IAEA Closes Busy 2007 in Safeguards
Safeguards Measures Allow for Verification of Nuclear Non-Proliferation Commitments
Ambassador Rina Prijivot of Kyrgyzstan and IAEA Deputy Director General Yuri Sokolov at the signing of an Additional Protocol earlier this year. (Photo: D. Calma/IAEA)
In 2007, the IAEA marked significant progress in its mission to make the world safer by providing assurances regarding the peaceful nature of States´ nuclear activities. Over the last 12 months, six comprehensive safeguards agreements pursuant to the Non-Proliferation of Nuclear Weapons (NPT) were approved by the IAEA Board of Governors while one came into force. Further, four States signed additional protocol (AP) agreements, bringing the total number of signatories to 116. Additionally, ten States accepted the revised 2005 small quantities protocol (SQP) text, a protocol originally developed in 1971 to simplify certain procedures under comprehensive safeguards agreements for States that have little or no nuclear material.
Currently, safeguards agreements are in force with 163 States, and more than 80% of States with safeguards-significant nuclear activities have signed AP agreements. These enable the IAEA to draw safeguards conclusions about the non-diversion of declared nuclear material and the absence of undeclared nuclear material and activities by providing the Agency with better verification tools.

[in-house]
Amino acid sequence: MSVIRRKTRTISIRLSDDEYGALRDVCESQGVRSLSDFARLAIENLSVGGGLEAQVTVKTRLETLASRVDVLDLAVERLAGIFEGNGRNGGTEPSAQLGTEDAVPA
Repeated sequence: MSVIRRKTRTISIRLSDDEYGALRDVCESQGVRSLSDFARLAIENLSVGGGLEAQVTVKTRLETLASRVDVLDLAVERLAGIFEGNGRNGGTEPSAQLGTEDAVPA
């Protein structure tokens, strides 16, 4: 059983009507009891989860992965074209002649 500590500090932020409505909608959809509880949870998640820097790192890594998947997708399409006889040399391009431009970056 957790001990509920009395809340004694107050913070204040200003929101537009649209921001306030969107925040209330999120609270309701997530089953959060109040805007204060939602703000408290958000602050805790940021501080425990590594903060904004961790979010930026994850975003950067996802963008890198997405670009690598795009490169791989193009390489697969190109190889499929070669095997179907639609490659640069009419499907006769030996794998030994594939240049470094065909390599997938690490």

During 2007, the IAEA continued to promote its safeguards activities through outreach efforts that include regional, interregional and national seminars. In addition to a national seminar on the additional protocol held in Vietnam in August 2007, outreach consultations regarding safeguards instruments were conducted in Austria, Botswana, Switzerland, and the US.
Such outreach activities also constitute opportunities to provide training to State authorities and share information on the development and strengthening of State Systems of Accounting for and Control of Nuclear Material (SSACs). SSACs are a vital component of effective safeguards implementation, as they keep track of nuclear material and activities. Through its legislative and technical assistance programmes, the IAEA helps States develop the laws and regulations that allow SSACs to operate and interact with national or international entities (such as the IAEA) on safeguards implementation matters.
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